This cost ruling highlights a tax issue where it seems to be unclear whether charges for legal work performed on behalf of a foreign entity concerning an issued patent (or trademark) in Israel incur VAT. It also highlights the problems that can occur where firms split and one professional leaves taking clients and on-going issues with him. What is required is professionalism and good between the management of the original firm and the new representatives to deal with costs incurred by the original constellation. Unfortunately, sometimes this good will is lacking.

alkermesAlkermes Pharma Ireland LTD has an exclusive license from Novartis to manufacture a drug in accordance with IL 142896 and its divisional patent no. IL 179379 entitled “Multiparticulate Modified Release Composition”. The active ingredient is Methylphenidate and is commonly known as Retalin. It is used for the treatment of attention deficit hyperactivity disorder (ADHD) and narcolepsy.

MediceMedice Arneimittel GmbH filed a request to cancel the relevant patents and the claim scope was narrowed in a preliminary action by Alkermes, but the cancellation actions were unsuccessful. Now Alkerermes has requested costs of $1,029,561.95 which comes to 3,626,118.18 Shekels costs.

History and Timeline

IL 179379 is a Divisional Application of IL 142896. The allowed patents published for opposition purposes on 8 March 2007 and 31 March 2011 respectively. Since no oppositions were filed, they issued on 9 June 2007 and on 1 July 2011. On 6 August 2012, an exclusive license for manufacturing was issued in the name of Alkermes.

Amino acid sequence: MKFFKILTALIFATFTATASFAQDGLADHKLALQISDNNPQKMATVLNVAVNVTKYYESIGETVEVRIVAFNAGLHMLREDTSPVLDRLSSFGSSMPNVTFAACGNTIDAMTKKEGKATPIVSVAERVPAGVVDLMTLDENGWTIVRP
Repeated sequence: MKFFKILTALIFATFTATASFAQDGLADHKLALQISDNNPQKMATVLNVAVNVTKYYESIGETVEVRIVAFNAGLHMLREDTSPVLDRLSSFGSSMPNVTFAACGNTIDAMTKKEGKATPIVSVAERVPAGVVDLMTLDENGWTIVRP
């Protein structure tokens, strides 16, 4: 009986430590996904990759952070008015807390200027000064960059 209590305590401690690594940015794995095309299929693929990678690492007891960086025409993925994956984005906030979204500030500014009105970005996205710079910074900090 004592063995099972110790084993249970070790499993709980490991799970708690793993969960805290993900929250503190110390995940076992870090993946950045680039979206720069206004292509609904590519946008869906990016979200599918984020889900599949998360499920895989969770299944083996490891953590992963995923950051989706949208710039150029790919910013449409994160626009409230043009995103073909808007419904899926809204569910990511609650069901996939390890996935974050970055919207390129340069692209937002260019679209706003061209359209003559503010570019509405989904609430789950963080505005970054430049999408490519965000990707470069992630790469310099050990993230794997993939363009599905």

On 14 November 2012, Medice Arneimittel GmbH applied to cancel the patent. The application was supported by a technical opinion provided by Professor Golomb.

On 7th February 2014, before a counter-claim and evidence were submitted, the patentee requested to amend the specification under Sections 65 and 66 of the Israel Patent Law 1967 which allows the scope of a challenged patent to be restricted by the patentee within the scope of the monopoly originally allowed.

On 6 March 2013, the Medice Arneimittel responded and on 14 March 2013 Notartis answered and on 17 March 2013 Medice Arneimittel GmbH requested permission to respond to the answer. On 5 May 2013, then Commissioner Kling scheduled a date for a hearing to discuss the amendment. In the hearing which was held on 4 June 2013, the Commissioner ruled that he case be conducted under Section 102(vi) as if the amendment was accepted, and after the cancellation proceedings be ruled, on the amendment would publish for opposition purposes.

In light of this ruling, Medice Arneimittel submitted an amended cancellation proceeding together with a further affidavit from Professor Golomb.

On 4 March 2014, Novartis/ Alkerermes submitted their counter claims submitted with an expert opinion from Professor Mark A Stein and Professor Joseph Cost.

On 2 June 2014, Medice Arneimittel submitted their counter-evidence including a further affidavit from Professor Golomb together with a request to submit a further three prior art publications. On 18 June 2014, the Commissioner allowed this extra prior art to be submitted, and allowed Novartis/Alkerermes to relate Read the rest of this entry »


Israel Court Recognizes Copyright and Moral Rights in the Format of a TV Show

April 25, 2017

Background